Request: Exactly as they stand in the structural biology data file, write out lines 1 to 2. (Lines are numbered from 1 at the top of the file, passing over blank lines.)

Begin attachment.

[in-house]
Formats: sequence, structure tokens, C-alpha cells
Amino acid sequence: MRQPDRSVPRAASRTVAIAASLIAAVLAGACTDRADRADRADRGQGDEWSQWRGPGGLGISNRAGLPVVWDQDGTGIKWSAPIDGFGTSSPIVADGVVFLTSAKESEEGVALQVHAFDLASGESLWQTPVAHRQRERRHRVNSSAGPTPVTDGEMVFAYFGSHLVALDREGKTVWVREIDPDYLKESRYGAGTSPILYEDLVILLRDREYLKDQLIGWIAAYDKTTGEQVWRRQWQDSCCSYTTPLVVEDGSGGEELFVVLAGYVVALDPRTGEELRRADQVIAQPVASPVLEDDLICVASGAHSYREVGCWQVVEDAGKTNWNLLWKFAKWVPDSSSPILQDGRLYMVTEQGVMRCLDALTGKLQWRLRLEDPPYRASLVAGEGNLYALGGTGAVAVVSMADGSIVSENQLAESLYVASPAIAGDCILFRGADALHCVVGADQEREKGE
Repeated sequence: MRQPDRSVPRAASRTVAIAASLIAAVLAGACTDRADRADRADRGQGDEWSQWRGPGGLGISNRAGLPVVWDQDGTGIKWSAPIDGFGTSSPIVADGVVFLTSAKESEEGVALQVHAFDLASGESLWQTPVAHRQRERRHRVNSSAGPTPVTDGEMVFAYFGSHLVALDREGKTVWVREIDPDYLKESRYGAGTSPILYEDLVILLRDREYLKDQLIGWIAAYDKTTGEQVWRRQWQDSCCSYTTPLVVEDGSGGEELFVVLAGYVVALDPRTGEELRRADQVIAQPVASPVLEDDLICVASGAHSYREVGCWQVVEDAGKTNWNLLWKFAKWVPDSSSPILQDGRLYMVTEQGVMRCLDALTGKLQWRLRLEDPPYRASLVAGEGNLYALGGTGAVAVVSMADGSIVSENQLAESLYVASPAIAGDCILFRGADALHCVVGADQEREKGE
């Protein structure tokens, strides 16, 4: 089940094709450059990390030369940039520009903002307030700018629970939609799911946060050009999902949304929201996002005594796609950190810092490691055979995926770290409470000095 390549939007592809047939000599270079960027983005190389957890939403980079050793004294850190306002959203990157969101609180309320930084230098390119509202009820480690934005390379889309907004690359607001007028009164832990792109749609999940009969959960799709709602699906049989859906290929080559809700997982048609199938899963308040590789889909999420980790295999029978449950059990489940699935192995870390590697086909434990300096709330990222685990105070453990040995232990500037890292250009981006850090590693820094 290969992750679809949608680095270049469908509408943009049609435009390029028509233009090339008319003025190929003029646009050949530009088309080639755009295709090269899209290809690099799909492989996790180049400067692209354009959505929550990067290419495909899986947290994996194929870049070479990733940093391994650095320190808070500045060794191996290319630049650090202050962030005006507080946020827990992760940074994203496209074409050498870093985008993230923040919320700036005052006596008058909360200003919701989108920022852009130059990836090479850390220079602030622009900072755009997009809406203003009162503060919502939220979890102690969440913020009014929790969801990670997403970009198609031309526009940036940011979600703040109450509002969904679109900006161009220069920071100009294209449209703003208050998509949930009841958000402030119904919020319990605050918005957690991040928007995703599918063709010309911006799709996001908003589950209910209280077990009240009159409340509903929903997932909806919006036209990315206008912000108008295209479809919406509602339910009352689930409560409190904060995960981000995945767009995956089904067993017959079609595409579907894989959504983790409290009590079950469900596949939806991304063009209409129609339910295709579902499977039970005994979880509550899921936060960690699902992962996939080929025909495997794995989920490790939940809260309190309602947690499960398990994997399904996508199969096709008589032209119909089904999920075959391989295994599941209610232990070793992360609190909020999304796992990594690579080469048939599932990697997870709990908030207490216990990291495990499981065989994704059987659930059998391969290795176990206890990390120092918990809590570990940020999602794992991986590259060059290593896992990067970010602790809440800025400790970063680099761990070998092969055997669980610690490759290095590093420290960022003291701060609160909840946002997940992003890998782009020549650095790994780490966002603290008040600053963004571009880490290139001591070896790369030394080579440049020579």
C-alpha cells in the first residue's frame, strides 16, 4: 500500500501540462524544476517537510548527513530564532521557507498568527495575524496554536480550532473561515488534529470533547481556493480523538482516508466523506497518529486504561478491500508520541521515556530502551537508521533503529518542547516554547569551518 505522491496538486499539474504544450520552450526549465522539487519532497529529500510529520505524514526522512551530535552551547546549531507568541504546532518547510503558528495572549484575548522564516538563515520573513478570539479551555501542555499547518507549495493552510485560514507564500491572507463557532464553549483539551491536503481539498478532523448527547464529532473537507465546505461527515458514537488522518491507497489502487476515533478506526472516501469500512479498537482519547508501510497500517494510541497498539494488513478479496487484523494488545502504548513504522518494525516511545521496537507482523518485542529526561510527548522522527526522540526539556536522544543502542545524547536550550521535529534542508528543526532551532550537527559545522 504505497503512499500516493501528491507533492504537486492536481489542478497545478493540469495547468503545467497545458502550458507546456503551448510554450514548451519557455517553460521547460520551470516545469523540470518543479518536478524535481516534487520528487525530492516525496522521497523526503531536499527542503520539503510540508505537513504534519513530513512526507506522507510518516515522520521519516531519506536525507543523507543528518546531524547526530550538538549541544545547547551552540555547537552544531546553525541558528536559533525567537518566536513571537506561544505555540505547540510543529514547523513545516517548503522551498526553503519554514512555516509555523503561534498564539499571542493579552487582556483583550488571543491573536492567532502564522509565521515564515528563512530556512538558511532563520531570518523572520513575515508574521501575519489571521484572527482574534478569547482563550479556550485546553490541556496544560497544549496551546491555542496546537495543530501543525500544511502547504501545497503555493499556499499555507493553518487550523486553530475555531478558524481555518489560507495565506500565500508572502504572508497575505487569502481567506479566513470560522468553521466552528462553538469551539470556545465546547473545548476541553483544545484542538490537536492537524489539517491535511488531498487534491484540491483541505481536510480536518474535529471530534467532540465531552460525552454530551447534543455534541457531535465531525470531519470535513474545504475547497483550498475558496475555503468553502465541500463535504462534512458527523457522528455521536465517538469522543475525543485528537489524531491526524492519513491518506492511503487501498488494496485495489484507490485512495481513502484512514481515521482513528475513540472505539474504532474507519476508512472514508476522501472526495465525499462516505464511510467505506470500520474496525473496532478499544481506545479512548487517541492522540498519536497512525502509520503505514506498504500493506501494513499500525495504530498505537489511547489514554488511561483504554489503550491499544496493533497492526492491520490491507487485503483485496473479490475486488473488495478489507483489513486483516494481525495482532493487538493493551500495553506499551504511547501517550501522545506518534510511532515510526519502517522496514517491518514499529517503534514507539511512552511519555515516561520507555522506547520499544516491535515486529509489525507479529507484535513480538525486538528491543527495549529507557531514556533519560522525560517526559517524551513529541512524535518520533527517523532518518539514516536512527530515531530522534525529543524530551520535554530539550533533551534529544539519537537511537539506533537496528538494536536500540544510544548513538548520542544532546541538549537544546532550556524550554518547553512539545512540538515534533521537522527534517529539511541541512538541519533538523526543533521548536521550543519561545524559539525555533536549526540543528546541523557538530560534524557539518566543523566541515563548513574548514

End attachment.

[in-house]
Formats: sequence, structure tokens, C-alpha cells